Obama - Netanuahu just noise I have to block out
US president says he understands Israeli PM's 'insistence' to prevent Iran from becoming nuclear but stresses 'when it comes to our national security any pressure I feel is to do what's right for the American people'
In an interview with CBS' "60 Minutes" that aired Sunday, the president addressed the crisis between Washington and Jerusalem over the handling of the Iranian nuclear issue. Obama stressed he feels "an obligation, not pressure" to coordinate with Israel.
Meanwhile, Israeli and US officials are still struggling to reach understandings on the matter behind the scenes. US Ambassador to Washington Michael Oren has traveled to Israel to meet Netanyahu before the latter heads to New York for the UN's General Assembly on Wednesday night.
Obama said he "understands and shares" the Israeli prime minister's "insistence" that Iran should not obtain a nuclear weapon as this "would threaten us, it would threaten Israel and it would threaten the world and kick off a nuclear arms race."
However, in a jab to Netanyahu, he remarked that when it comes to US national security "any pressure that I feel is simply to do what's right for the American people. And I am going to block out any noise that's out there."
Tensions between Israel and the US mounted when Netanyahu demanded that Obama's administration draw "red lines" for Iran that if crossed would prompt a US reaction. Washington refused to comply but stressed its commitment to prevent Tehran from obtaining a nuclear weapon.
The crisis between Netanyahu and Obama exacerbated as Israeli elements accused the US president of refusing to meet with the prime minister. The White House claimed that schedule constraints prevented any meeting between the two on the sidelines of the General Assembly.
In U.S., Obama's remark on 'noise' surrounding Iran issue draws Republican ire
Heading to New York to attend the United Nations General Assembly, President Barack Obama will attempt to "block out any noise" aimed to influence his decisions concerning Iran. However, with only six weeks to the U.S. presidential elections, Republicans will try and remind him this quote.
In an interview on Sunday to CBS' 60 minutes, Obama yet again rejected Israeli Prime Minister Benjamin Netanyahu's demand that the U.S. would draw "red lines," if crossed would bring about an American strike on Iran's nuclear facilities. "When it comes to our national security decisions," Obama said, "any pressure that I feel is simply to do what's right for the American people. And I am going to block out any noise that's out there."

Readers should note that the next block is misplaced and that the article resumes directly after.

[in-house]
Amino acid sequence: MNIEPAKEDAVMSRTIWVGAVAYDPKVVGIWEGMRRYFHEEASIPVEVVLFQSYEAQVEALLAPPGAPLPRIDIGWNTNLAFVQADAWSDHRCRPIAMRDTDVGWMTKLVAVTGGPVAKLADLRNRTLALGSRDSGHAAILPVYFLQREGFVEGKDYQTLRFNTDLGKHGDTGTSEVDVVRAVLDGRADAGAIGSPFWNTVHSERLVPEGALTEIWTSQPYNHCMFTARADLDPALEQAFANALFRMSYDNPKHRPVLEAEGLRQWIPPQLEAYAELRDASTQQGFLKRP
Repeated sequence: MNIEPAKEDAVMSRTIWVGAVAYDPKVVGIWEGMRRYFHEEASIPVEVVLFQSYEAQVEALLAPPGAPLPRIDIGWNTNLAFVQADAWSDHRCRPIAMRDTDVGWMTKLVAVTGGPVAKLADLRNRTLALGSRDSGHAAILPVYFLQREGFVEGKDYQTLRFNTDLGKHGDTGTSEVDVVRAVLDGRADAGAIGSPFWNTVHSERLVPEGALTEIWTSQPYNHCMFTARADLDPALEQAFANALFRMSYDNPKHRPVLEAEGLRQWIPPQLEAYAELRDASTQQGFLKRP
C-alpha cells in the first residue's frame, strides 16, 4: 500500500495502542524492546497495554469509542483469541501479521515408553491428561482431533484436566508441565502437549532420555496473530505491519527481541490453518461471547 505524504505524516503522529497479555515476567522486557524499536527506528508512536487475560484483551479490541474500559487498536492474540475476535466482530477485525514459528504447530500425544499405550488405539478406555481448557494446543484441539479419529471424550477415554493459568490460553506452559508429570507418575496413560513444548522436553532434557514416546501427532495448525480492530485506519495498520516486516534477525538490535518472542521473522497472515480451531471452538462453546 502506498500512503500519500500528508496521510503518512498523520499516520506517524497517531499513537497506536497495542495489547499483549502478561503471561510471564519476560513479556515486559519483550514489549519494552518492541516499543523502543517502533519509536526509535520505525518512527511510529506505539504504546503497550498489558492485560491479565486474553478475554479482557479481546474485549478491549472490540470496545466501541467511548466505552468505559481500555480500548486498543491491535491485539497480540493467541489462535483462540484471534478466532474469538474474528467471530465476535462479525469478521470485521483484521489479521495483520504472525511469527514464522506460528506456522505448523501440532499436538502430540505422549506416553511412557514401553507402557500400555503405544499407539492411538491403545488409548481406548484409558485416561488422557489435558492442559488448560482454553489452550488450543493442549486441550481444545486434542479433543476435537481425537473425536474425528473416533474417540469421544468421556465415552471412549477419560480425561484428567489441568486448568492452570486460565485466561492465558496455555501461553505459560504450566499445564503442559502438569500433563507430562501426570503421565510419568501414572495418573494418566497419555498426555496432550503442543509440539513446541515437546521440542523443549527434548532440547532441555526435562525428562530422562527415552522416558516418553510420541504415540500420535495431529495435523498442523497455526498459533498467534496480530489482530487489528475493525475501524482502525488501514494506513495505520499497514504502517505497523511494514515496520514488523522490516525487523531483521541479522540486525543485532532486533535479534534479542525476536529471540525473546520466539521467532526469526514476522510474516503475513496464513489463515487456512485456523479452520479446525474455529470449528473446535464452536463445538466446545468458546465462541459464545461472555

Jewish Republicans were quick to slam the president over his remarks. Comparing Obama with the Republican candidate, House Majority Leader Eric Cantor described Mitt Romney as "a man who recognizes the importance of our alliance with Israel and the danger a nuclear Iran poses," while, he said, President Obama downplayed Israel's concern over Iran as "noise."
Obama: Israel’s concerns on Iran “noise” I’m going to block out
Romney campaign spokeswoman Andrea Saul provided a response that not only ripped Obama for dismissing Israel’s extremely valid concerns over Iran’s nuclear program as “noise,” but also for Obama’s odd qualifiers on Israel’s status as an ally:
“Tonight on 60 Minutes, President Obama called Israel’s legitimate concern about the impact of an Iran armed with nuclear weapons ‘noise’ and referred to Israel as merely ‘one of our closest allies in the region.’ This is just the latest evidence of his chronic disregard for the security of our closest ally in the Middle East. Governor Romney’s views stand in sharp contrast to the President’s. Governor Romney strongly believes that Israel is our most important ally in the Middle East and that support for Israel is essential to extending freedom, peace and democracy throughout the region. As president, Governor Romney will restore and protect the close alliance between our nation and the state of Israel.”
Israel isn’t “one of our closest allies in the region”; it’s our closest ally in the region, and it’s not even a matter of subjective debate. Who would be closer? Egypt? Oh, wait, Obama wouldn’t even commit to the idea of Egypt being an ally at all. The Saudis? We do a lot of business with the Saudis, but they’ve hardly been the kind of ally Israel has been — and if Obama wants to talk about democratization as the basic qualifier (which I’ll address later), then the Saudis don’t qualify at all. It’s certainly not the Iranians, nor the Libyans, especially in the eastern part of the country.
Source - Iron Mill News Service